In the fall of 2016 a rain garden was constructed at Cedarmere.
In the fall of 2016 a rain garden was constructed at Cedarmere. A rain garden is a planted basin that allows rainwater runoff from impervious areas, like roofs, driveways, walkways, parking lots, and compacted lawn areas, the opportunity to percolate into the soil. As a result of this filtration process, the amount of sediment and pollutants that would be dumped directly into ponds, harbors and bays is greatly reduced as is the amount of soil erosion. Native plants are planted in the rain garden, and once established, they require little maintenance other than periodic weeding.
Our rain garden was constructed thanks to the Nassau County Soil & Water Conservation District, which has worked closely with the Friends of Cedarmere on various projects involving our pond, trees, invasive plants and the gardens at Cedarmere. The rain garden was funded by the National Fish and Wildlife Foundation as part of a grant that also provided rain gardens at Bayville Village Hall and in Centre Island. All three rain gardens were designed by nationally-recognized expert Rusty Schmidt, a Landscape Ecologist from Nelson, Pope & Voorhis. The Friends of Cedarmere, the Nassau County Soil & Water Conservation District, the Hempstead Harbor Protection Committee, and the Cornell Cooperative Extension Master Gardiners Program all provided volunteers to work on the project. In conjunction with this project, public workshops will be held in 2017 in order to assist homeowners in constructing their own rain gardens.
Our rain garden has turned out to be a perfect solution for runoff problems with our south parking lot which had no provision for drainage. In fact the stormwater was running down the pathway to the bridge and into the pond. This created an ongoing problem of washouts and exposed tree roots in the pathway. The runoff was carrying a sediment load, contributing long-term to the silting up of the pond. Unfiltered runoff adds excess amounts of plant nutrients (nitrogen and phosphorous) and pollutants, primarily from the cars, to the pond water. Our pond is fed predominantly by springs, which carry virtually no sediment into the water. The rain garden should help improve the pond’s water quality and we hope will slow the heavy growth of water plants such as duck weed in summer.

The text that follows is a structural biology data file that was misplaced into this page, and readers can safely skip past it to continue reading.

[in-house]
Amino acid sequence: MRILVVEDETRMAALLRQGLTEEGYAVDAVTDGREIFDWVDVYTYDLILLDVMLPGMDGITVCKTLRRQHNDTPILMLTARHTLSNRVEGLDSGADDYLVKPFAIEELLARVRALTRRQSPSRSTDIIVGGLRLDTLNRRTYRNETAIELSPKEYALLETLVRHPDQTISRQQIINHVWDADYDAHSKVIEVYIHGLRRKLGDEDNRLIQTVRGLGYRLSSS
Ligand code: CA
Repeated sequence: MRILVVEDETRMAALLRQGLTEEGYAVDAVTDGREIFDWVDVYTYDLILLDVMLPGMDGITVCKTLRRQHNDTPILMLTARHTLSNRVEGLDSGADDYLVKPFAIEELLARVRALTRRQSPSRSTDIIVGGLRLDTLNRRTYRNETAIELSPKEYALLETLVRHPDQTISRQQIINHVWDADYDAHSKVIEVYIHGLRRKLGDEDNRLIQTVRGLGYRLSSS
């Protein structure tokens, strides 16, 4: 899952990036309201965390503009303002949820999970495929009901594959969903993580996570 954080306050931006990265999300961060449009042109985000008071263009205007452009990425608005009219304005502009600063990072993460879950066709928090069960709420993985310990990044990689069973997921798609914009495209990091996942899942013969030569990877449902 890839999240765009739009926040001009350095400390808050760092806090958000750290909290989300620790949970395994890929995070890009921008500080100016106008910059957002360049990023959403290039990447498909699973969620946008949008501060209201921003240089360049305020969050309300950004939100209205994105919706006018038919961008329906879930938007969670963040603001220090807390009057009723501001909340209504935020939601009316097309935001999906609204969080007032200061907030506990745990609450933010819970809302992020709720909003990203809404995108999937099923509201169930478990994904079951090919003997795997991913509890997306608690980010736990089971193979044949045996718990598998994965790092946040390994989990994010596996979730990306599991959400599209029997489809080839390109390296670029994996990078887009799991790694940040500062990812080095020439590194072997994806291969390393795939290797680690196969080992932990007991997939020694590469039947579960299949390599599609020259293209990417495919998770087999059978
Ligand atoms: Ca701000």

To capture the correct amount of stormwater, the garden is about 600 square feet made of two connected, arched, terraced gardens. The shape and the size were made fit well into the hillside, missing the established trees and shrubs. A line of large natural boulders was installed to hold in place the lower berms of the two basins. To get the stormwater to the raingardens, a French drain was constructed along the entire downslope side of the parking lot to drain all of the stormwater from the parking lot into Raingarden #1. The overflow from this garden goes into a stand pipe drain to Raingarden #2 through a pipe under the pathway that leads to the bridge.
Plants selected for the basins were native damp-woodland species. Woody plants included mountain laurel, witch hazel, bayberry, black chokeberry, black elderberry, highbush blueberry, pagoda dogwood, eastern redbud, flowering dogwood, inkberry, winterberry, and sweetspire. Herbaceous plants were cinnamon fern, Christmas fern, meadowsweet, Solomon’s seal, hardy geranium, white turtlehead, black cohosh, march Saint John’s wort, woodland sunflower, blue sedge, mayapple, jack-in –pulpit, wild columbine.
We also used similar plants to create a 360 square foot woodland garden above the pathway to the parking lot, which book-ends the pathway and creates a gateway into the park.
If you wish to visit Cedarmere to see the rain garden, the grounds are open every day of the year from dawn to dusk. Park in our south parking lot that is about 250 yards south of the main house. As you walk from the parking lot onto the grounds, turn left immediately to follow the pathway that leads down to the stone bridge. The rain garden is on both sides of the path as soon as you start going down the pathway.